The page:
I will take the opportunity of this weeks post to share with you a recent project that I have been working on that combines mapping and art, my two areas of focus. After the first week of this blog series, while I was writing about projections, I became intrigued with one in particular – the Waterman butterfly projection. The idea for this projection first came from cartographer Bernard Cahill in 1909 but was later updated to be more accurate by Steve Waterman in 1996.
I am drawn to this map as an artist and a cartographer because it is visually interesting and scientifically accurate. The two ‘wings’ that show the continents provide a more clear idea of the world folding into a sphere, much like an orange peel that is laid flat. Because of this octahedron shape, minimal distortion of scale between the continents occurs with this projection, giving a more realistic understanding of the size of each continent. Unlike the Mercator projection, the Waterman better shows equal area between the Northern and Southern hemispheres. It actually does this better than every other global map projection, having only 10% distortion in distance between things are area of landmasses. So, I took this wonderful map and I gave it the physical manifestation it deserved: As an actual butterfly.
“Deep-in-dance” ( 27in L x 20in w 18in h ) acrylic plastic 2019
Using iconic blue and green colors to symbolize land and water, I am playing with a history of map language and visual representation. The material, acrylic plastic, relates to our global dependence on plastics and comments on the overuse and wasteful manufacturing of plastic products. I intended for the title to allude to our global communities “dance with the devil” as we continue to use single-use plastic and live in a society that promotes over packaging. The sculpture also explores the ways in which we look at the world and connect the geographical representation of the globe to the unique creatures on earth.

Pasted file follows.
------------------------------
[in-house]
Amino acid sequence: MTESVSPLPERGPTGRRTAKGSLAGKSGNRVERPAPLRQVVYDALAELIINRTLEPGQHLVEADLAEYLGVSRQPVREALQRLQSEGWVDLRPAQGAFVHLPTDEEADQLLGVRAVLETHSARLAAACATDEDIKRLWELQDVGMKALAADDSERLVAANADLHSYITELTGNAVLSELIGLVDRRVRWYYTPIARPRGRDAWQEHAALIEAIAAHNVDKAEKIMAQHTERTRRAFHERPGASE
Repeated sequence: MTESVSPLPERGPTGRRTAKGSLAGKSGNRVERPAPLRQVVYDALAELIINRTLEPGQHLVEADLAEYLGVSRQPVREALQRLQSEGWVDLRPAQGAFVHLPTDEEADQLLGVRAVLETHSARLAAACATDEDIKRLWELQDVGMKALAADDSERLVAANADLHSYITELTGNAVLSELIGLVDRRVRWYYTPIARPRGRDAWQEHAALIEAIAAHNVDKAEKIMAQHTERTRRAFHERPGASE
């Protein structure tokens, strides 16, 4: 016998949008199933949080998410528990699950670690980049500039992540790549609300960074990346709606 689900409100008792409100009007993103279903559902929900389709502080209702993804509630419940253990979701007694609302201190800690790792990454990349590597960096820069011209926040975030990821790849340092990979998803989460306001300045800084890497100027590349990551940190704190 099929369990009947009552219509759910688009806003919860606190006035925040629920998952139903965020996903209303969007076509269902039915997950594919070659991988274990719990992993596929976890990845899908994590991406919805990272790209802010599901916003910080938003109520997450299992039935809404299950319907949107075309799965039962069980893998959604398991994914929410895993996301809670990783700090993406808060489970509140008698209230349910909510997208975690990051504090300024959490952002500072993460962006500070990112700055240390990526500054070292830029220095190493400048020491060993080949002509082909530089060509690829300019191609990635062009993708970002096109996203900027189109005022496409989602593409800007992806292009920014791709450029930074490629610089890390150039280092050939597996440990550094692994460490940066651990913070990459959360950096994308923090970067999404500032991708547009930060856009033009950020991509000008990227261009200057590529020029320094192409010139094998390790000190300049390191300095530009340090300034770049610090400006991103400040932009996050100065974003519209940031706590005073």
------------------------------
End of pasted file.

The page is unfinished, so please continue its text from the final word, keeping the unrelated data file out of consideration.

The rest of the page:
Each continent or island is its own piece of acrylic set into the larger piece before it is bent to create the arc of the wings. I drew every vector point in illustrator, using a laser cutter to etch and cut out each individual piece.
The body and wings of the butterfly are two separate pieces, the wings rest on notches built into the body of the sculpture. In future printings I will edit the body to make it a bit more stable bit I am happy with how it turned out for the first edition.
I will continue to experiment with this sculpture design playing with the colors of the material. The clear aspects of Antarctica were very visually appealing so I am looking to create another sculpture with more clear or neon acrylics. There is a great deal of overlap between art and cartography, most of which has to do with design theory and understanding how to translate data through images. I think the Waterman butterfly sculpture does a great job of representing the world in an engaging way and I hope to see it become more popularized in the future.